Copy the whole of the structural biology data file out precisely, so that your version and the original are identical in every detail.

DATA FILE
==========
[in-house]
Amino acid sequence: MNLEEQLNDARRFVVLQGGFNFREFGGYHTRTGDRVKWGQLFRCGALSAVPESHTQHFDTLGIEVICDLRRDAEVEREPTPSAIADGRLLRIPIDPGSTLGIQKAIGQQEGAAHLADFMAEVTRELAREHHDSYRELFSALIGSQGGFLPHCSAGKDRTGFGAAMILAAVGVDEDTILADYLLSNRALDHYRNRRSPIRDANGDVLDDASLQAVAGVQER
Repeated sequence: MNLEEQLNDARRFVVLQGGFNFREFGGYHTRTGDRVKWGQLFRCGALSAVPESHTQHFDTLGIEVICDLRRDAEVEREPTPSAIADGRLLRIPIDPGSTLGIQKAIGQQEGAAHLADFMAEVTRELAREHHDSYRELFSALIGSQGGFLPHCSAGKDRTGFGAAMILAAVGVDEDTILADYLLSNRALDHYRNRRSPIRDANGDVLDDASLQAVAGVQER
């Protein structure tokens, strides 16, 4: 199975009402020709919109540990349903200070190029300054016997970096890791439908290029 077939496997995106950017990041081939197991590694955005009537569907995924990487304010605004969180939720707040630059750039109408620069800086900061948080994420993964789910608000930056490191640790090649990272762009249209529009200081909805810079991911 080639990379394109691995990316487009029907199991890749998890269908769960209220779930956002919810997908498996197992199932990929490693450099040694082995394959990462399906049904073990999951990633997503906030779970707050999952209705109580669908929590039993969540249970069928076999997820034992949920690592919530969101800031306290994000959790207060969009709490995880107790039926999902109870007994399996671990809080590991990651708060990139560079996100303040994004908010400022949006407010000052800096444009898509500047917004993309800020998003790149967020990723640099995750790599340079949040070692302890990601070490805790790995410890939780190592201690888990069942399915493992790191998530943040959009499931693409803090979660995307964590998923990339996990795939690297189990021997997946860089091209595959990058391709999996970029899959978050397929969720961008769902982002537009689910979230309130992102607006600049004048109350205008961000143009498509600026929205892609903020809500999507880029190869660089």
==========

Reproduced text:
[in-house]
Amino acid sequence: MNLEEQLNDARRFVVLQGGFNFREFGGYHTRTGDRVKWGQLFRCGALSAVPESHTQHFDTLGIEVICDLRRDAEVEREPTPSAIADGRLLRIPIDPGSTLGIQKAIGQQEGAAHLADFMAEVTRELAREHHDSYRELFSALIGSQGGFLPHCSAGKDRTGFGAAMILAAVGVDEDTILADYLLSNRALDHYRNRRSPIRDANGDVLDDASLQAVAGVQER
Repeated sequence: MNLEEQLNDARRFVVLQGGFNFREFGGYHTRTGDRVKWGQLFRCGALSAVPESHTQHFDTLGIEVICDLRRDAEVEREPTPSAIADGRLLRIPIDPGSTLGIQKAIGQQEGAAHLADFMAEVTRELAREHHDSYRELFSALIGSQGGFLPHCSAGKDRTGFGAAMILAAVGVDEDTILADYLLSNRALDHYRNRRSPIRDANGDVLDDASLQAVAGVQER
């Protein structure tokens, strides 16, 4: 199975009402020709919109540990349903200070190029300054016997970096890791439908290029 077939496997995106950017990041081939197991590694955005009537569907995924990487304010605004969180939720707040630059750039109408620069800086900061948080994420993964789910608000930056490191640790090649990272762009249209529009200081909805810079991911 080639990379394109691995990316487009029907199991890749998890269908769960209220779930956002919810997908498996197992199932990929490693450099040694082995394959990462399906049904073990999951990633997503906030779970707050999952209705109580669908929590039993969540249970069928076999997820034992949920690592919530969101800031306290994000959790207060969009709490995880107790039926999902109870007994399996671990809080590991990651708060990139560079996100303040994004908010400022949006407010000052800096444009898509500047917004993309800020998003790149967020990723640099995750790599340079949040070692302890990601070490805790790995410890939780190592201690888990069942399915493992790191998530943040959009499931693409803090979660995307964590998923990339996990795939690297189990021997997946860089091209595959990058391709999996970029899959978050397929969720961008769902982002537009689910979230309130992102607006600049004048109350205008961000143009498509600026929205892609903020809500999507880029190869660089």